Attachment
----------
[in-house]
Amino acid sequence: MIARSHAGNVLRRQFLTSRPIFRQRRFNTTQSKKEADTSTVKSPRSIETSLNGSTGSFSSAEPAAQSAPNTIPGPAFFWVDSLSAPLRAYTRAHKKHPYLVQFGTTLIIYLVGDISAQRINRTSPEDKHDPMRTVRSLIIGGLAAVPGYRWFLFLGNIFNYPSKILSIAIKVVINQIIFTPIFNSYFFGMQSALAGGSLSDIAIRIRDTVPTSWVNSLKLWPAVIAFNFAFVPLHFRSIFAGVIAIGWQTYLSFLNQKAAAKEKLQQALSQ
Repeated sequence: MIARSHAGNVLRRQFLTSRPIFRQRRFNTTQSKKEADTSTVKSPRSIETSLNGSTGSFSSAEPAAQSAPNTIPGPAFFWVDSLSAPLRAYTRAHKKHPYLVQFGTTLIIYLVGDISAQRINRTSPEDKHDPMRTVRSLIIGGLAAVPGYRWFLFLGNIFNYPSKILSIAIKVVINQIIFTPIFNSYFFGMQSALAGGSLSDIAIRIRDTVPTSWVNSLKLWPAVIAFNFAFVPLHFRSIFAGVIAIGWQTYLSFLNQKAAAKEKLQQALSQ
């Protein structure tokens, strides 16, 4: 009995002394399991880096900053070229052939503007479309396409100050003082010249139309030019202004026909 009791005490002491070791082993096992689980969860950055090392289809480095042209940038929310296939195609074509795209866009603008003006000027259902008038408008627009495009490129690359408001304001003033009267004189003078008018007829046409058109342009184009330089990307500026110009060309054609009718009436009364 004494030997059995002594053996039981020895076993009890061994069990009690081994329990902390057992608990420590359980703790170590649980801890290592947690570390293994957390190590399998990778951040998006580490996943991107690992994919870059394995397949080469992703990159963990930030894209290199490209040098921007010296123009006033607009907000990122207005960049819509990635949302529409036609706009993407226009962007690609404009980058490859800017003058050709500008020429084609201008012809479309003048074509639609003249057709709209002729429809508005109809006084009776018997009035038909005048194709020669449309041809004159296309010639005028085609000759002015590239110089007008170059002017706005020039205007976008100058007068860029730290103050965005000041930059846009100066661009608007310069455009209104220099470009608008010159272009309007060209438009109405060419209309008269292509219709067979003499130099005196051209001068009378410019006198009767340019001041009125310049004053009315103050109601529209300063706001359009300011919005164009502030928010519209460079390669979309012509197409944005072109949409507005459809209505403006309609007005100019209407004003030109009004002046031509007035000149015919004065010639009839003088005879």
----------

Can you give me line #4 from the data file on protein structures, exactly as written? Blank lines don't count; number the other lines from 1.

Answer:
């Protein structure tokens, strides 16, 4: 009995002394399991880096900053070229052939503007479309396409100050003082010249139309030019202004026909 009791005490002491070791082993096992689980969860950055090392289809480095042209940038929310296939195609074509795209866009603008003006000027259902008038408008627009495009490129690359408001304001003033009267004189003078008018007829046409058109342009184009330089990307500026110009060309054609009718009436009364 004494030997059995002594053996039981020895076993009890061994069990009690081994329990902390057992608990420590359980703790170590649980801890290592947690570390293994957390190590399998990778951040998006580490996943991107690992994919870059394995397949080469992703990159963990930030894209290199490209040098921007010296123009006033607009907000990122207005960049819509990635949302529409036609706009993407226009962007690609404009980058490859800017003058050709500008020429084609201008012809479309003048074509639609003249057709709209002729429809508005109809006084009776018997009035038909005048194709020669449309041809004159296309010639005028085609000759002015590239110089007008170059002017706005020039205007976008100058007068860029730290103050965005000041930059846009100066661009608007310069455009209104220099470009608008010159272009309007060209438009109405060419209309008269292509219709067979003499130099005196051209001068009378410019006198009767340019001041009125310049004053009315103050109601529209300063706001359009300011919005164009502030928010519209460079390669979309012509197409944005072109949409507005459809209505403006309609007005100019209407004003030109009004002046031509007035000149015919004065010639009839003088005879």